While photographing a mass of sardines off South Africa’s coast last month, a dive tour operator ended up on the wrong side of a whale — the inside.
Rainer Schimpf, 51, was in the water with a “bait ball,” a swirling school of sardines surrounded by predators, when he suddenly felt the world go dark. He quickly realized he’d been scooped up by a whale, he told The Today Show.
“I held my breath,” he said in an interview with Today, expecting the whale to pull him down. “I mean there was no other thing I could do,” he added. “I mean, you can’t fight a 15-ton animal.”
Fortunately, the whale was likely as displeased about the situation as Schimpf and spit the swimmer out within a couple of seconds. Photographer Heinz Toperczer, who was working aboard a nearby boat, captured an amazing photo of Schimpf halfway inside the whale’s mouth above the waterline, with only the diver’s lower body dangling out. Live Science was unable to reach Schimpf for comment, but it seems that neither Schimpf nor the whale saw each other before one ended up in the other’s mouth.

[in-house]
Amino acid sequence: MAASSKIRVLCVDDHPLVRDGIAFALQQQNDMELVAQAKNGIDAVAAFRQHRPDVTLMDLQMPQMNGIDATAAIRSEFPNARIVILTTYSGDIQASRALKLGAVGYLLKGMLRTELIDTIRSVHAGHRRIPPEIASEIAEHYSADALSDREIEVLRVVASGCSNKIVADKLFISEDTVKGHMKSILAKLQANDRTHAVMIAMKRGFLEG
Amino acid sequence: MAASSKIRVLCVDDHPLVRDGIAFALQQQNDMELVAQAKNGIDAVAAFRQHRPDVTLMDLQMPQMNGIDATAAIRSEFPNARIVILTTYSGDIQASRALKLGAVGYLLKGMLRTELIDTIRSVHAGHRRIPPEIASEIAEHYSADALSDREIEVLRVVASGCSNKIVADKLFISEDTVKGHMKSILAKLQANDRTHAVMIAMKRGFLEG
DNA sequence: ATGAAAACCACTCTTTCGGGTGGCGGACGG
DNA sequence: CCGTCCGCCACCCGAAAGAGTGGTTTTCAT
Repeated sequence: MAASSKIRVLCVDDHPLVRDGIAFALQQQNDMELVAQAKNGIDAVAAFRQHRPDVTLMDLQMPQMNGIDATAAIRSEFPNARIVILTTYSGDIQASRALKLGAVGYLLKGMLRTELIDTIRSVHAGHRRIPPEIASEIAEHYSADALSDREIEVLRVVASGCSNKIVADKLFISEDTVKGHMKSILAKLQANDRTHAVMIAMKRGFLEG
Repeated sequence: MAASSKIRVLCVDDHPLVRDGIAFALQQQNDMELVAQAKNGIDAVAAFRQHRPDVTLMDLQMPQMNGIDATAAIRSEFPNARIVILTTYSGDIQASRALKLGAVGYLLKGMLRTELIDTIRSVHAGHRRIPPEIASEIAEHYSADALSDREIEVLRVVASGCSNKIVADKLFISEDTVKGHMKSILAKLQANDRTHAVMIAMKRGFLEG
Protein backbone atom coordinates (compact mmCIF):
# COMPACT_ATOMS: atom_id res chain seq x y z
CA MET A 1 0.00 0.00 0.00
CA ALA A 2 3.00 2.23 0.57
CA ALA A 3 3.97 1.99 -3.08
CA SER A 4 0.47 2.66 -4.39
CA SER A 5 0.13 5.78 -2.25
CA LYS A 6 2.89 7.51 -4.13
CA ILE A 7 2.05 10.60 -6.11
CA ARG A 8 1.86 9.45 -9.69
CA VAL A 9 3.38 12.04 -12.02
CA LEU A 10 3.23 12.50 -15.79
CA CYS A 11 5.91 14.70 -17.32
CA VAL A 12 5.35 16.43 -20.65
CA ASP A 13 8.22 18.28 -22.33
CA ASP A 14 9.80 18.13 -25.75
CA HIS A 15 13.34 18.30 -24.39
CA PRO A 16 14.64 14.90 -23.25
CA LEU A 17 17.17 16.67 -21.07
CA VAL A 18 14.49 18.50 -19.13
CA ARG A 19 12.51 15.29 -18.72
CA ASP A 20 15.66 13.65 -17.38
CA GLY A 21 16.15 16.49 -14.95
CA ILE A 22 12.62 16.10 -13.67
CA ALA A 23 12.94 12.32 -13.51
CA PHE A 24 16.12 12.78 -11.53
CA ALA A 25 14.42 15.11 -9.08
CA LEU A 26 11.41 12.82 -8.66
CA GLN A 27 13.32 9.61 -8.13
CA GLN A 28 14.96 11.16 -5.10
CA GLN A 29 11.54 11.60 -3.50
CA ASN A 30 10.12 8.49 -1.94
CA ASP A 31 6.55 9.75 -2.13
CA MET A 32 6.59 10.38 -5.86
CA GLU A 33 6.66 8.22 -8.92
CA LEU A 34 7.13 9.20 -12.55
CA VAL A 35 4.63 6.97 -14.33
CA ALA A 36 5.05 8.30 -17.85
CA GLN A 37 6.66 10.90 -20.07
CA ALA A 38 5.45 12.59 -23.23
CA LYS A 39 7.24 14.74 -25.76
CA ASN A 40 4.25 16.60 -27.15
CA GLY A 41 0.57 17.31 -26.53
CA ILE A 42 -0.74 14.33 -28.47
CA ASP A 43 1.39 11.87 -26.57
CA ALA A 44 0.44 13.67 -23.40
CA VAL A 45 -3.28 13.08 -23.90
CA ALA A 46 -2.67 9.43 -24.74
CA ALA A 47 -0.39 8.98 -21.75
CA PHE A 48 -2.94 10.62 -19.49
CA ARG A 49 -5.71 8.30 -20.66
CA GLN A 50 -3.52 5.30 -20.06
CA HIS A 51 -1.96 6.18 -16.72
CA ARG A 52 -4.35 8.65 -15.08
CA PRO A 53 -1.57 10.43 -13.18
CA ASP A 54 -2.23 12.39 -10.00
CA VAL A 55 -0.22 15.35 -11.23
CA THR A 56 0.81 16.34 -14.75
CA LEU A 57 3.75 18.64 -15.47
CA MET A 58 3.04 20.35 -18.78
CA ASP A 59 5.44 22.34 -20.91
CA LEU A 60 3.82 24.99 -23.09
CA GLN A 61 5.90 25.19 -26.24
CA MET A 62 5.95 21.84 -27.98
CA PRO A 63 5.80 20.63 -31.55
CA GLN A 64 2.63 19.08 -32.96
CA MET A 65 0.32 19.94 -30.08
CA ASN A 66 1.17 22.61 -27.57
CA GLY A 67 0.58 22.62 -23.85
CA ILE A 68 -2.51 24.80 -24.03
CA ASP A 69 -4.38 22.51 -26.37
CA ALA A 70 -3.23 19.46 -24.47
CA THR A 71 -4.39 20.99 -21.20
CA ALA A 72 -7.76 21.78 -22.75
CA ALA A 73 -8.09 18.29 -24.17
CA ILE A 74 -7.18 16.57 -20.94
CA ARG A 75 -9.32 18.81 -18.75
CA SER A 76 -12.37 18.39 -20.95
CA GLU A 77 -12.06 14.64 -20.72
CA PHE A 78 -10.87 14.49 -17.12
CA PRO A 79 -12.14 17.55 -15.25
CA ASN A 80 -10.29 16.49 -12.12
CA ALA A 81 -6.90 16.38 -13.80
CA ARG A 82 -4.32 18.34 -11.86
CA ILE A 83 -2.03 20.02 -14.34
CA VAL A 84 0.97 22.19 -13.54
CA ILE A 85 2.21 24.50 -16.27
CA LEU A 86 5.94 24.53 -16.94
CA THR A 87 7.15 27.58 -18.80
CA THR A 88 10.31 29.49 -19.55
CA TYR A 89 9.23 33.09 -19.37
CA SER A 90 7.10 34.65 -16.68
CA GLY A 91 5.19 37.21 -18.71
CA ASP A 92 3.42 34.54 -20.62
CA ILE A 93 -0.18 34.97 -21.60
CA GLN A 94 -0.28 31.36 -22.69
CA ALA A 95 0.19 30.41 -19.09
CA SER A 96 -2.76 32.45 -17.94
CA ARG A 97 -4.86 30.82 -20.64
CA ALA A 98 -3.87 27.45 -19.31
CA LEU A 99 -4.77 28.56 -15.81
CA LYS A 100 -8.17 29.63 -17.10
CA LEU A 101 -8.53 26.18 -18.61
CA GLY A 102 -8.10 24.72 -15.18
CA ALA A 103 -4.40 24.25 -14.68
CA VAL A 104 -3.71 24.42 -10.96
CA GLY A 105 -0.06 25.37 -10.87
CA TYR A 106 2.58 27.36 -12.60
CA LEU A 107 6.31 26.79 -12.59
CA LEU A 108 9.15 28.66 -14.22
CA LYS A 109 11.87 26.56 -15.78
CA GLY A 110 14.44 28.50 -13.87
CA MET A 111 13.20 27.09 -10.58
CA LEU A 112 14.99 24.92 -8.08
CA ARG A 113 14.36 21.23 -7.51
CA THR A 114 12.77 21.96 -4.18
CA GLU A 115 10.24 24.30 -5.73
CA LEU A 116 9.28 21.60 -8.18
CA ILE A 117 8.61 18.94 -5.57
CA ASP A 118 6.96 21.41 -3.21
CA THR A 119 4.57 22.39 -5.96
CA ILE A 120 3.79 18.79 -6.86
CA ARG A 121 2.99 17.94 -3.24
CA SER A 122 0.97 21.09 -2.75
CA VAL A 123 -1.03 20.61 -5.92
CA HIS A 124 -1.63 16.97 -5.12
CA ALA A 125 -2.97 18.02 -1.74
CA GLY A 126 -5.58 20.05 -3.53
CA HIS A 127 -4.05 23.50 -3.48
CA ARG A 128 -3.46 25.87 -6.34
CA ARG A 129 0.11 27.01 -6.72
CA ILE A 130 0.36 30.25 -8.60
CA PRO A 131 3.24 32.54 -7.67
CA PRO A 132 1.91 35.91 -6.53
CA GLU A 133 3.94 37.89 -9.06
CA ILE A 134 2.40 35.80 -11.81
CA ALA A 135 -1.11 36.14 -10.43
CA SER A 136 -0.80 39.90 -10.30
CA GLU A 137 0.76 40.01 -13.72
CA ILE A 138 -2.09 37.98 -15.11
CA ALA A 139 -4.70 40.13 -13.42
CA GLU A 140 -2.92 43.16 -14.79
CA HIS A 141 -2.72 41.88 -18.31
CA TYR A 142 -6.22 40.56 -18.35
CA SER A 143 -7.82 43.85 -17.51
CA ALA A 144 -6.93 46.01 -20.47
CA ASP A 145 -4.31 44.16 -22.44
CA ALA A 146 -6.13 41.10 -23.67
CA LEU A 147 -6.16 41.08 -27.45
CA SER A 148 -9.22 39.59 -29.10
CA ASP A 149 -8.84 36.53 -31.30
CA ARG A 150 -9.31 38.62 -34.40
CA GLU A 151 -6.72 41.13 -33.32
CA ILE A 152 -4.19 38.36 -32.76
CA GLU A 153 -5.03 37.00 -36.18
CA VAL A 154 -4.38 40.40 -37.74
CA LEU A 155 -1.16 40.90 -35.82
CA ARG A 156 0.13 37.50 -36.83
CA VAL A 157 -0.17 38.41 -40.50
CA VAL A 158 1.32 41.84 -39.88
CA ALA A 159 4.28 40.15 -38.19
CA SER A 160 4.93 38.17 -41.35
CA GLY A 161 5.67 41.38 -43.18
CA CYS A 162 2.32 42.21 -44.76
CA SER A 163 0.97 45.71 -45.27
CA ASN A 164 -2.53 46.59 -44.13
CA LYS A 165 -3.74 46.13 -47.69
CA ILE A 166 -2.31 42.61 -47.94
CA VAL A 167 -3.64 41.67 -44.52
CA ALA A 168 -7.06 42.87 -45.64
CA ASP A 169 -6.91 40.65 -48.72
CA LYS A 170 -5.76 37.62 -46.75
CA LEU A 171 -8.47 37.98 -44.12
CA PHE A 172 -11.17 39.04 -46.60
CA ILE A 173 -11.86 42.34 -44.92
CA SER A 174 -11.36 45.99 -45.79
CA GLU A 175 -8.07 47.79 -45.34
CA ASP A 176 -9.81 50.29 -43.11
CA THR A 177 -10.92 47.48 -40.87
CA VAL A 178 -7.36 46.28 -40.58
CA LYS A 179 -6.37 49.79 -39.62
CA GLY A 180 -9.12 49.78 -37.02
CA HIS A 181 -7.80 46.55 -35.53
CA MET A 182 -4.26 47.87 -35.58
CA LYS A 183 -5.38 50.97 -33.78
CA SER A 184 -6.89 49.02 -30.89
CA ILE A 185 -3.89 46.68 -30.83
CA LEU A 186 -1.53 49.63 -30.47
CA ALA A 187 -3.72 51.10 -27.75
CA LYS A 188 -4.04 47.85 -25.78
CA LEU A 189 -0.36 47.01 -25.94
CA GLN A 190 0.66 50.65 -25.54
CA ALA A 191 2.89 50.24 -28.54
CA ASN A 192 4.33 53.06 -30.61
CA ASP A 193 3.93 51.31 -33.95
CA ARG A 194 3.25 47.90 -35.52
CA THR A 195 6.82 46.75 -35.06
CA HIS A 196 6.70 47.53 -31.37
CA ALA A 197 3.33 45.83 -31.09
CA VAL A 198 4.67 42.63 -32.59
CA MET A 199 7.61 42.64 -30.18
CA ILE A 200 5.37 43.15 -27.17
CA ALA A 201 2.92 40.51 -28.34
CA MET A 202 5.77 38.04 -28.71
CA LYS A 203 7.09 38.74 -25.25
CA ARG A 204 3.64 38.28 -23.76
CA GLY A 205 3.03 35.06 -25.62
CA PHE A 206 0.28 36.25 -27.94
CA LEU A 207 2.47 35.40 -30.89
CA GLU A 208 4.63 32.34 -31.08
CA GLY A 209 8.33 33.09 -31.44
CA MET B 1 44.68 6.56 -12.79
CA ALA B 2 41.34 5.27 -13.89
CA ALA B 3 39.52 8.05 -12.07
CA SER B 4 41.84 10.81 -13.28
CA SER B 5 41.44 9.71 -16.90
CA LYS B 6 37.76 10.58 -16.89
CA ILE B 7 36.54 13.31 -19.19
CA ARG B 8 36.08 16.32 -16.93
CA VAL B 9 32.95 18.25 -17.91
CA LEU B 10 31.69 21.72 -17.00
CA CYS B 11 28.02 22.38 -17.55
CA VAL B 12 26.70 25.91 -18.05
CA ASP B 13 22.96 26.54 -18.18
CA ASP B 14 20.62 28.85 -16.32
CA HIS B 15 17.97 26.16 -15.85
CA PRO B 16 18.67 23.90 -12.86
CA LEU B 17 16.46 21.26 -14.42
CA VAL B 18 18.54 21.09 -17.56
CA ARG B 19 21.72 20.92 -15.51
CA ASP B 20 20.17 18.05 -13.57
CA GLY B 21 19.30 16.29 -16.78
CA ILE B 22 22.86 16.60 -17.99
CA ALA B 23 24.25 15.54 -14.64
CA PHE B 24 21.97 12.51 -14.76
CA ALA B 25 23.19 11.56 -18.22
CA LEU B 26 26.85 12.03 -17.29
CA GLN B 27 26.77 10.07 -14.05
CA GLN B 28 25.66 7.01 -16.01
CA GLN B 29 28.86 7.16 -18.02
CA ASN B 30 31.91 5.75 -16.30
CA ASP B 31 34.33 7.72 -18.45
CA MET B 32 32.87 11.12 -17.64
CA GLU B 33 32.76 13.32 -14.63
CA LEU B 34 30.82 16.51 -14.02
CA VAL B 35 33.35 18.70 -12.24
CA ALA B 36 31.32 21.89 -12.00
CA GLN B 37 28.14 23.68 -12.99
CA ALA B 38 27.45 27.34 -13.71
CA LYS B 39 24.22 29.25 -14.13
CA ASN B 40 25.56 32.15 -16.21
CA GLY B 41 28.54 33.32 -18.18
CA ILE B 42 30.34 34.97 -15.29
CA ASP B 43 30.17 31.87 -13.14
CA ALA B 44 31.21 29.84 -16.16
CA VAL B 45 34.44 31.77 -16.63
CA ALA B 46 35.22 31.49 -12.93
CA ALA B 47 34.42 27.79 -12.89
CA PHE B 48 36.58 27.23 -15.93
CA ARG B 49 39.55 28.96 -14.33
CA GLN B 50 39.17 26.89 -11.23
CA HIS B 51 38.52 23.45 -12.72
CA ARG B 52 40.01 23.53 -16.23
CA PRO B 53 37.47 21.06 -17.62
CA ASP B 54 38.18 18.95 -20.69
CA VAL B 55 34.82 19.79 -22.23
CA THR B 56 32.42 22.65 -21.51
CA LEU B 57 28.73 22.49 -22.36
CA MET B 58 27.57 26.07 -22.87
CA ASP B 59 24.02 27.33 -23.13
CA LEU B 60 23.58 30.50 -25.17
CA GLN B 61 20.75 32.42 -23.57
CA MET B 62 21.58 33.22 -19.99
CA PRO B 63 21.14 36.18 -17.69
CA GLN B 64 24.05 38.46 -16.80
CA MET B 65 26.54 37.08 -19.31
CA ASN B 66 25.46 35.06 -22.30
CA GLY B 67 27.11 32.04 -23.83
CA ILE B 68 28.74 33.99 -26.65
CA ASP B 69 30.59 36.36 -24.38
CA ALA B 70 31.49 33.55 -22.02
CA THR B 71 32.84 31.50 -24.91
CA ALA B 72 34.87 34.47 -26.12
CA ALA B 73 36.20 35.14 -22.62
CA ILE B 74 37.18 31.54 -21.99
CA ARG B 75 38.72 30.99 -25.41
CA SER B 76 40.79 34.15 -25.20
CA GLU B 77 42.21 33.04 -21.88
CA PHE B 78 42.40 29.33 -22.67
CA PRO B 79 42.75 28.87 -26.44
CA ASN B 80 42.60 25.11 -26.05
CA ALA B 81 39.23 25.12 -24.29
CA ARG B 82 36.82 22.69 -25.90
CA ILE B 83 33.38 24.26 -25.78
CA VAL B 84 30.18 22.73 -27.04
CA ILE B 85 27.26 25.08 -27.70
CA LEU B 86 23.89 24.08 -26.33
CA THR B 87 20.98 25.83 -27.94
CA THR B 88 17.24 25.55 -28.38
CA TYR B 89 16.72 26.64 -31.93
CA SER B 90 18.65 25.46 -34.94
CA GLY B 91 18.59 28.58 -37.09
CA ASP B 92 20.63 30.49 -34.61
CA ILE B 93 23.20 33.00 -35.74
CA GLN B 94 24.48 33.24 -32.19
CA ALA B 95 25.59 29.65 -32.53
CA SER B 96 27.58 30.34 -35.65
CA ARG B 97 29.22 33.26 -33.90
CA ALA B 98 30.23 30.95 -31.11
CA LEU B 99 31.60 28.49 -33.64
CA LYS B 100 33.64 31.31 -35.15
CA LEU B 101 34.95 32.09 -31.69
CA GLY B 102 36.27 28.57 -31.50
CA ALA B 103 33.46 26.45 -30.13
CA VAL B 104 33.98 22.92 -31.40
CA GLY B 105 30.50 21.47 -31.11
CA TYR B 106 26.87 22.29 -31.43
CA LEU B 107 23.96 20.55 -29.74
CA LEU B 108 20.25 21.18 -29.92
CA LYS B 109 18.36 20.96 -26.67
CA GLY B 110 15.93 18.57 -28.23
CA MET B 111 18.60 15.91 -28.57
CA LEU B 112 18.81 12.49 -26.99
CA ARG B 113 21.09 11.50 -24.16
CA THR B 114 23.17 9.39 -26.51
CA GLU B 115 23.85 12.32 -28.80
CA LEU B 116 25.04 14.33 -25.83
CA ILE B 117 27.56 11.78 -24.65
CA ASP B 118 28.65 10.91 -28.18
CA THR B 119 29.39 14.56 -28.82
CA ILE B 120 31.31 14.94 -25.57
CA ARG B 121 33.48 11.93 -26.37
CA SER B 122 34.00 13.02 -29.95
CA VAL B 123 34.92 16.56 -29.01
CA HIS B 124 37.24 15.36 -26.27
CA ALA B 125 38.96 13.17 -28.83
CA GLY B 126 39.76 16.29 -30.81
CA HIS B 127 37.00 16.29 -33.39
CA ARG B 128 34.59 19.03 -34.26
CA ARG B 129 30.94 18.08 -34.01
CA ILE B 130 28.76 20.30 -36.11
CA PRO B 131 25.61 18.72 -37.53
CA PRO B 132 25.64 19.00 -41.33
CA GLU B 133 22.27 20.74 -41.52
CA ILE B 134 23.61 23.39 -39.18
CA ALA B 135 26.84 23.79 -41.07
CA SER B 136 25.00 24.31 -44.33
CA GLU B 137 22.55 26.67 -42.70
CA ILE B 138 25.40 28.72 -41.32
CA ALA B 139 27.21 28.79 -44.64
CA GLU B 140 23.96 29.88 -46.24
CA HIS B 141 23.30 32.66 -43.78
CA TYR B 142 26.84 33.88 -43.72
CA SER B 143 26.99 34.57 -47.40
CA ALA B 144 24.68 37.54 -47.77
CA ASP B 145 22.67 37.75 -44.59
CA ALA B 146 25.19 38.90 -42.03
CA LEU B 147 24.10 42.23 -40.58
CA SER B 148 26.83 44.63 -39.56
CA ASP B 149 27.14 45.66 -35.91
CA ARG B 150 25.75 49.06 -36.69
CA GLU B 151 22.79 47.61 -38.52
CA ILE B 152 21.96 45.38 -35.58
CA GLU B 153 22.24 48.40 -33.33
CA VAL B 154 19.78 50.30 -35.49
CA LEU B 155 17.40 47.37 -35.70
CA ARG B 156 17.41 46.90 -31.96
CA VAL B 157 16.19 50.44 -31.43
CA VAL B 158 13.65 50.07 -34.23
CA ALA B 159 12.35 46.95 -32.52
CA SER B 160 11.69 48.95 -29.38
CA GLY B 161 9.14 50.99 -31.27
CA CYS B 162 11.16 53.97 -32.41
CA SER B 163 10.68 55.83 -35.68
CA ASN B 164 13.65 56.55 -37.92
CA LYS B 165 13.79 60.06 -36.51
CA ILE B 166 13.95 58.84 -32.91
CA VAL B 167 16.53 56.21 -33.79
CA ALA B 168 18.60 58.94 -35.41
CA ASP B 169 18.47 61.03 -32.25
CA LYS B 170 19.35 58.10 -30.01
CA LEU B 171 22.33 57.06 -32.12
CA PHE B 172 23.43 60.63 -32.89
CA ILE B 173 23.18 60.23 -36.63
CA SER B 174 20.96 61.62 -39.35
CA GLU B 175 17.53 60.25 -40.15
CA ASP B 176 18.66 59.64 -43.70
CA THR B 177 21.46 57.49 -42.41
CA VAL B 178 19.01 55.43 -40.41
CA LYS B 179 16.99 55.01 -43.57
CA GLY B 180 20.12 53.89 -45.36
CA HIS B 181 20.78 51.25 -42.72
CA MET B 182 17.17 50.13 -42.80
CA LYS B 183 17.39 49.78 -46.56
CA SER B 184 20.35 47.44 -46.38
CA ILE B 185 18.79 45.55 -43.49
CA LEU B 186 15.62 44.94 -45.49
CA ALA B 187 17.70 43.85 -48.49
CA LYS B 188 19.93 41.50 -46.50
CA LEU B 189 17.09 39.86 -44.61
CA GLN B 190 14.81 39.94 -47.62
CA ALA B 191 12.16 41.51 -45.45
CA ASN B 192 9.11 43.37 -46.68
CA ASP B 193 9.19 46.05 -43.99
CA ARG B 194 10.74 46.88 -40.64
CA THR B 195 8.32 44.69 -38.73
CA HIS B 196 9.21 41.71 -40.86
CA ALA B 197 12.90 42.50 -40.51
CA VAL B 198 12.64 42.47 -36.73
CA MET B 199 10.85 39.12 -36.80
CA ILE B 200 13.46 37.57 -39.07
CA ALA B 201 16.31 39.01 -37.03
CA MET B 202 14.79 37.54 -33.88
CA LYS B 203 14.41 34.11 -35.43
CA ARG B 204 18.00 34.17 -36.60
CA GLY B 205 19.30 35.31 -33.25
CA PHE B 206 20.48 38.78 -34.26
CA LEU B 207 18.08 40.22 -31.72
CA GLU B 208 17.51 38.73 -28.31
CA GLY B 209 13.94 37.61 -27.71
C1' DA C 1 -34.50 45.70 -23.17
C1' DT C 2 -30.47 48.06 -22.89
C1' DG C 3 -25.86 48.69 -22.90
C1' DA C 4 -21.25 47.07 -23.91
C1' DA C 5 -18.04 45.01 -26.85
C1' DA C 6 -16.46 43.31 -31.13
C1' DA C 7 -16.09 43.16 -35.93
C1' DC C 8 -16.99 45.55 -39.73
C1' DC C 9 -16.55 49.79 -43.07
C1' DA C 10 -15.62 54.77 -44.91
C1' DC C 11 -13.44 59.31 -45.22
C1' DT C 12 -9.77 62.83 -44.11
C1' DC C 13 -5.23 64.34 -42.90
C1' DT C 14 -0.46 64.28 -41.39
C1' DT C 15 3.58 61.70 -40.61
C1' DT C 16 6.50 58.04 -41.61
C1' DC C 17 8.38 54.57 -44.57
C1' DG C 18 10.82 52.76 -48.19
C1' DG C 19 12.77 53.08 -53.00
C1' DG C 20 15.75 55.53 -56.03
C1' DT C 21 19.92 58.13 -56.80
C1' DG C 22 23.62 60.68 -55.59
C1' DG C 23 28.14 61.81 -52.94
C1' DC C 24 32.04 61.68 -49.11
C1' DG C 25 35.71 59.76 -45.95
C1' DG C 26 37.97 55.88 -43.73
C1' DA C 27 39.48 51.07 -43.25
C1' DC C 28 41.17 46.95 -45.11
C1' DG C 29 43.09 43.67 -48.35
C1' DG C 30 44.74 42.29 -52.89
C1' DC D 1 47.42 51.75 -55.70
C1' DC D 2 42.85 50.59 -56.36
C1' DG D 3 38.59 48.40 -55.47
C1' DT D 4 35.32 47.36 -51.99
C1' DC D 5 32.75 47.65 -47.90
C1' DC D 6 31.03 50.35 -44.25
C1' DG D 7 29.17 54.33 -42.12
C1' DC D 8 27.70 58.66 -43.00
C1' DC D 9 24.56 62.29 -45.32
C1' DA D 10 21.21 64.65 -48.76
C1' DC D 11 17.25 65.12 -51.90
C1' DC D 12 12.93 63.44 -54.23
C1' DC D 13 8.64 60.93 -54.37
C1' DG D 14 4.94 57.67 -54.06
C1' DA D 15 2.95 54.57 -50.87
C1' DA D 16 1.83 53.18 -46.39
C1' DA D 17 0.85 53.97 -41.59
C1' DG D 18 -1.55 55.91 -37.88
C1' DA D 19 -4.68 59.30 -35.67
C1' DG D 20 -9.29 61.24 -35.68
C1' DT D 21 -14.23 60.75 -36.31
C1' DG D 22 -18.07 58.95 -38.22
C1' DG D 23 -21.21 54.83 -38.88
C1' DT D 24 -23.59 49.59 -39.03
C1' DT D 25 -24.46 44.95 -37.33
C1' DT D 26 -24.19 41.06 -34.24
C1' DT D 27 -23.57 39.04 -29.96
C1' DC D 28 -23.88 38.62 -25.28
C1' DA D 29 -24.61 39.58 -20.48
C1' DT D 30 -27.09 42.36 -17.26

The whale was a Bryde’s whale, pronounced Broo-dah’s. These animals range throughout tropical and subtropical waters worldwide, said Tom Jefferson, a biologist and member of the scientific advisory board for Save the Whales. They’re not so well-known, in part because they don’t venture into polar regions and thus were never widely hunted by whalers, Jefferson said. Around South Africa, these whales average around 43 to 45 feet (13.1 to 13.7 meters) in length.
The only whale that would likely be capable of swallowing a human would be a toothed whale, the sperm whale, which eats prey such as giant squid. A sperm whale did ram and sink the whale ship Essex in 1820, but there are no reliable reports of a sperm whale ever eating a human. The only such report found floating around early 1900s newspapers involved the unlikely story of a sailor surviving 36 hours in a sperm whale’s stomach, and that account proved, upon investigation in 1991, to be a fish tale.